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Brain Res. 2015 Aug 7;1616:146-56. doi: 10.1016/j.brainres.2015.05.003. Epub 2015 May 11.

Individual differences in working memory capacity are reflected in different ERP and EEG patterns to task difficulty.

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Bio-X Laboratory, Department of Physics, Zhejiang University, Hangzhou 310027, China.
Department of Psychology, Carnegie Mellon University, Pittsburgh, PA 15213, USA; Center for the Neural Basis of Cognition, Carnegie Mellon University, Pittsburgh, PA 15213, USA. Electronic address:


This study examined whether there are neural markers of individual differences in working memory (WM) capacity and whether these differences are only manifest when performing a demanding WM task or at all levels of difficulty. Each subject's WM capacity was estimated using a modified digit span task prior to participation in an N-back task that varied difficulty from 1- to 4-back. While performing the N-back task, subjects wore scalp electrodes that allowed measurement of both event-related potentials (ERP) and event-related synchronization and desynchronization (ERS/ERD). Those subjects classified as low WM were more affected by the higher cognitive demands (many more errors in the 4-back task and generally slower responses) than those classified as high WM. These behavioral differences between the two groups were also apparent in the neural markers. Specifically, low WM subjects, when compared with high WM subjects, produced smaller P300 amplitudes and theta ERS, as well as greater alpha ERD at the most difficult level. Importantly, the observed differences in electrophysiological responses between the two groups were also observed at the lowest difficulty level, not just when the task challenged WM capacity. In addition, P300 amplitudes and alpha ERD responses were found to correlate with individual WM capacities independent of the task difficulty. These results suggest that there are qualitative neural differences among individuals with different WM capacities when approaching cognitive operations. Individuals with high WM capacities may make more efficient use of neural resources to keep their attention focused on the task-relevant information when performing cognitive tasks.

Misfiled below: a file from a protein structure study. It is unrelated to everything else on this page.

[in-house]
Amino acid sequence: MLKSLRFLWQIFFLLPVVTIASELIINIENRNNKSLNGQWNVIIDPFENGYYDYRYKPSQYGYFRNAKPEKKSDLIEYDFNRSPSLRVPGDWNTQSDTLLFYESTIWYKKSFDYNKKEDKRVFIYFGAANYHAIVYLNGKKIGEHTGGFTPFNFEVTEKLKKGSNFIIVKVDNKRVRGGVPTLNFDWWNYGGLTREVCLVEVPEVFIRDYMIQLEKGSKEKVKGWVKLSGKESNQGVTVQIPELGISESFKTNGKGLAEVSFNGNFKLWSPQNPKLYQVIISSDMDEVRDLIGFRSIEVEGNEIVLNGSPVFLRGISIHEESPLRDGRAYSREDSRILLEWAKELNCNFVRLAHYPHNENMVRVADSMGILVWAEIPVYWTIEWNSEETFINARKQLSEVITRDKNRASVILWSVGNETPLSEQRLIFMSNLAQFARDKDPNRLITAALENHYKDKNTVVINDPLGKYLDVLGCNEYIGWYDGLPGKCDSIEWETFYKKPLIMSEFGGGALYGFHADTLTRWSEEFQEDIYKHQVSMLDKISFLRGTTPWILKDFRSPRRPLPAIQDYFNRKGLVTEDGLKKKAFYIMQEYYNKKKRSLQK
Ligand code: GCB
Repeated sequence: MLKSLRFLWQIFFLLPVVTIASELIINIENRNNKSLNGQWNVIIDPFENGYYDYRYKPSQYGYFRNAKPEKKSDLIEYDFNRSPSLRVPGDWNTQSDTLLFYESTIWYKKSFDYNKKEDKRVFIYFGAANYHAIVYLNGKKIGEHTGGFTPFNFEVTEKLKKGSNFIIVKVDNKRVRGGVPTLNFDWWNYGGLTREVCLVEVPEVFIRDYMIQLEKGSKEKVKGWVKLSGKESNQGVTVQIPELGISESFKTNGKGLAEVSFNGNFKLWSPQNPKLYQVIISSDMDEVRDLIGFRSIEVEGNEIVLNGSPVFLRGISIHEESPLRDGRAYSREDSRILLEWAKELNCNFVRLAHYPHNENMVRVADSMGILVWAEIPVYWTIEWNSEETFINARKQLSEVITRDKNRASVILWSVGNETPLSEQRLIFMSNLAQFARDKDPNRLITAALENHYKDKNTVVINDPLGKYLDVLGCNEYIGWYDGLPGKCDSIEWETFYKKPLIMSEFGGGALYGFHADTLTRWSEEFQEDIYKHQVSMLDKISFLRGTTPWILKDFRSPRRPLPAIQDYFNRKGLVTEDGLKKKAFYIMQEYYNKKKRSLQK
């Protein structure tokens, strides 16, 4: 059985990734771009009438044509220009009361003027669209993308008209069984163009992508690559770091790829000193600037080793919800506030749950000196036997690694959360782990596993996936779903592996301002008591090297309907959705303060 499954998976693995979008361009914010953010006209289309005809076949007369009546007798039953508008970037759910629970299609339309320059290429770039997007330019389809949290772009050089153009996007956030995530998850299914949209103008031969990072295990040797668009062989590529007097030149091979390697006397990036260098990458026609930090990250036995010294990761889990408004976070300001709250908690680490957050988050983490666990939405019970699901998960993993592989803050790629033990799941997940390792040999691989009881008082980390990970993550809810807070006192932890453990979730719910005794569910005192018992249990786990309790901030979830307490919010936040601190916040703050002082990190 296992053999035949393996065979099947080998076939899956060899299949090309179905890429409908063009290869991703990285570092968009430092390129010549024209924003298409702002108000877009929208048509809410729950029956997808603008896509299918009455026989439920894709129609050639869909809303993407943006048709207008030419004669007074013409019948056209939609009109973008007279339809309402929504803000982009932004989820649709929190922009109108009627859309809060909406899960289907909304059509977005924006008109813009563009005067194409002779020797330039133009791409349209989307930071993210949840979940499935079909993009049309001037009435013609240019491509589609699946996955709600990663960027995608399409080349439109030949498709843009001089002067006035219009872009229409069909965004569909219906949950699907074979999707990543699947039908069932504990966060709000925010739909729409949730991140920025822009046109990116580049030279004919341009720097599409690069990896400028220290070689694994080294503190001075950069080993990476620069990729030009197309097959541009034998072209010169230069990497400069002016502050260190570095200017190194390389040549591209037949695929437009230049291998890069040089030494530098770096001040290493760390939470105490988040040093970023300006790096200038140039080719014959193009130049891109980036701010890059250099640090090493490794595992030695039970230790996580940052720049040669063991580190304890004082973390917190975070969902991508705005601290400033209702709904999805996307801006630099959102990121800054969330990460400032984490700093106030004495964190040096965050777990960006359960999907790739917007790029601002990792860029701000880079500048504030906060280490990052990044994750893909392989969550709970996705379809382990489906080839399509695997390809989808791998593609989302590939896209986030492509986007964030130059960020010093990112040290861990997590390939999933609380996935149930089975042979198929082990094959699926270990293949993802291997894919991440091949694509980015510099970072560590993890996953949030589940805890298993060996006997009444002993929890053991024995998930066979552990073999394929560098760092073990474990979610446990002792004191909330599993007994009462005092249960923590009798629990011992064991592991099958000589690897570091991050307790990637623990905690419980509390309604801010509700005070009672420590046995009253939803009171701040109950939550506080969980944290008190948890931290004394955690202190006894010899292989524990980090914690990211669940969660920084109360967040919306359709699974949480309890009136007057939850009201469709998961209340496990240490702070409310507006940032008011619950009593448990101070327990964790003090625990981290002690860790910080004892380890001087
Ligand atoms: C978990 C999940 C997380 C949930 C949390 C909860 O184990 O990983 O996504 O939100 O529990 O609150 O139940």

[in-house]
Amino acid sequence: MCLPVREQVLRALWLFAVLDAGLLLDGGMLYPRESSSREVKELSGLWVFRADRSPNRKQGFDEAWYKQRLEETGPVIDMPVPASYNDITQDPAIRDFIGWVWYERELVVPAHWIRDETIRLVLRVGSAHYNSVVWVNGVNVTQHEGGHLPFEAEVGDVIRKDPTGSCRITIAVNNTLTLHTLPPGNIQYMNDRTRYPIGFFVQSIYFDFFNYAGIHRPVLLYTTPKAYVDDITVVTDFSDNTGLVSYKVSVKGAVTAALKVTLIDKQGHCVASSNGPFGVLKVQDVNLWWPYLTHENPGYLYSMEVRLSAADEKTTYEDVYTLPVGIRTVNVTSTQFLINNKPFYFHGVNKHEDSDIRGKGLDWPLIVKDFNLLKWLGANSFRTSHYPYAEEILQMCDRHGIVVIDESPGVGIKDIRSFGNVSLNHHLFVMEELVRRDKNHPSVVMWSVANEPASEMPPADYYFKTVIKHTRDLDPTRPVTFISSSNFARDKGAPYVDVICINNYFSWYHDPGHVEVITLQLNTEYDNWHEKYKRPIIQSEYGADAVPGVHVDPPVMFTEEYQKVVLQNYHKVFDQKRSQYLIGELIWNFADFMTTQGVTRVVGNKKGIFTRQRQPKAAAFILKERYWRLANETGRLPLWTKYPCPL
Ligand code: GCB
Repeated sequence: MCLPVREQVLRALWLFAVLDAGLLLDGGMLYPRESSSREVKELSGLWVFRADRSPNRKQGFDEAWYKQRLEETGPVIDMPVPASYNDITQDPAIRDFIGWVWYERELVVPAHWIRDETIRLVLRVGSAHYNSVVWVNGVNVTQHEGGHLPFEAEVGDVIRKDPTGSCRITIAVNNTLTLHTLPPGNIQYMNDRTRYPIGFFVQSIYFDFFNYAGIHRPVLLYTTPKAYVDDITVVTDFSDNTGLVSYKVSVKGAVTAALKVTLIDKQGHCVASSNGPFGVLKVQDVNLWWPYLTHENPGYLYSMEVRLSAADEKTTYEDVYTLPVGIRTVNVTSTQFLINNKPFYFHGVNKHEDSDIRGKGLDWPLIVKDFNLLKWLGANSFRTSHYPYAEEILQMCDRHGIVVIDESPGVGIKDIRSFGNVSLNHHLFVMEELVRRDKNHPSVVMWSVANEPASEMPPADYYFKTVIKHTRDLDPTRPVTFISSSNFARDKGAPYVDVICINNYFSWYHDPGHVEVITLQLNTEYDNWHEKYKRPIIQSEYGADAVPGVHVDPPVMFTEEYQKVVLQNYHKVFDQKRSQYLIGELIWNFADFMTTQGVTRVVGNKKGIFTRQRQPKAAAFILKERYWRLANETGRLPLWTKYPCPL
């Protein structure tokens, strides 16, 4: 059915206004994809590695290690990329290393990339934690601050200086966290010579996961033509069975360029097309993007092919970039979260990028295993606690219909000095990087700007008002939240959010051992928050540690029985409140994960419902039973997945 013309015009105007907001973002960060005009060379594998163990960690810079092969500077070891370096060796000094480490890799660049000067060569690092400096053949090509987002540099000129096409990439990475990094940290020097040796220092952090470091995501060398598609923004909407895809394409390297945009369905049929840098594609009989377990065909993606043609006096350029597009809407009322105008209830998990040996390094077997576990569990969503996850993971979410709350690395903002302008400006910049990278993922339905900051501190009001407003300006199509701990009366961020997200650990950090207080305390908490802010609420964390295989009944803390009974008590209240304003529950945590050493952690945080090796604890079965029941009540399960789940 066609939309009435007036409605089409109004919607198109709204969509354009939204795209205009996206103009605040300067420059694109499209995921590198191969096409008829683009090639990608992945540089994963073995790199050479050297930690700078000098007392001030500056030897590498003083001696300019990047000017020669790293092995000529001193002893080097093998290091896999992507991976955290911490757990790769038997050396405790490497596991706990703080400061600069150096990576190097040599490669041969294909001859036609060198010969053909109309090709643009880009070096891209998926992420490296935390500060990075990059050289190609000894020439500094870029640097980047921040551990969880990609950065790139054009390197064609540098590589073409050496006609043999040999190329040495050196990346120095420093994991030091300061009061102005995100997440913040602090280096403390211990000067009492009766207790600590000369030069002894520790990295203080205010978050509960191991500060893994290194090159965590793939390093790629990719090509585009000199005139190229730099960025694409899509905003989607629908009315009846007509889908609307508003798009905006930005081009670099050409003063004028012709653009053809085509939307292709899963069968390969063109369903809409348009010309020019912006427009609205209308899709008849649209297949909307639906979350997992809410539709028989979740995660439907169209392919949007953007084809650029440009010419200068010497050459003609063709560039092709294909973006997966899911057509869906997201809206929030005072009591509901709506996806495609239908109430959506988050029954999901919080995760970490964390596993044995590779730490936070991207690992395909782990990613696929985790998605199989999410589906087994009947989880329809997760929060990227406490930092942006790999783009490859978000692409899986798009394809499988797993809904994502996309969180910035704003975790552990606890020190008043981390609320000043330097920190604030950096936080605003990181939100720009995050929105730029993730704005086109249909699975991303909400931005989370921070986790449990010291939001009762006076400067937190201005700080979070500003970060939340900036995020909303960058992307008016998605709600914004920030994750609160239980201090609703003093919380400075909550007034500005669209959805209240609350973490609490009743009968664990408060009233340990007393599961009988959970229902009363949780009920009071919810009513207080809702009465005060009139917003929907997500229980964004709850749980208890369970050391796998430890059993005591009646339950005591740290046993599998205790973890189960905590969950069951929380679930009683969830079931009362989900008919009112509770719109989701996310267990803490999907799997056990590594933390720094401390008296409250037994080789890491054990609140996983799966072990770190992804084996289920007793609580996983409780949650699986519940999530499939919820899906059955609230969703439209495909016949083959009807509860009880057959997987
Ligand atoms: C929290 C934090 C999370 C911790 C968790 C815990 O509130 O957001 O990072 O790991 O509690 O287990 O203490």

Brain oscillations; Event-related potentials; Event-related synchronization/desynchronization; Individual differences; Working memory capacity

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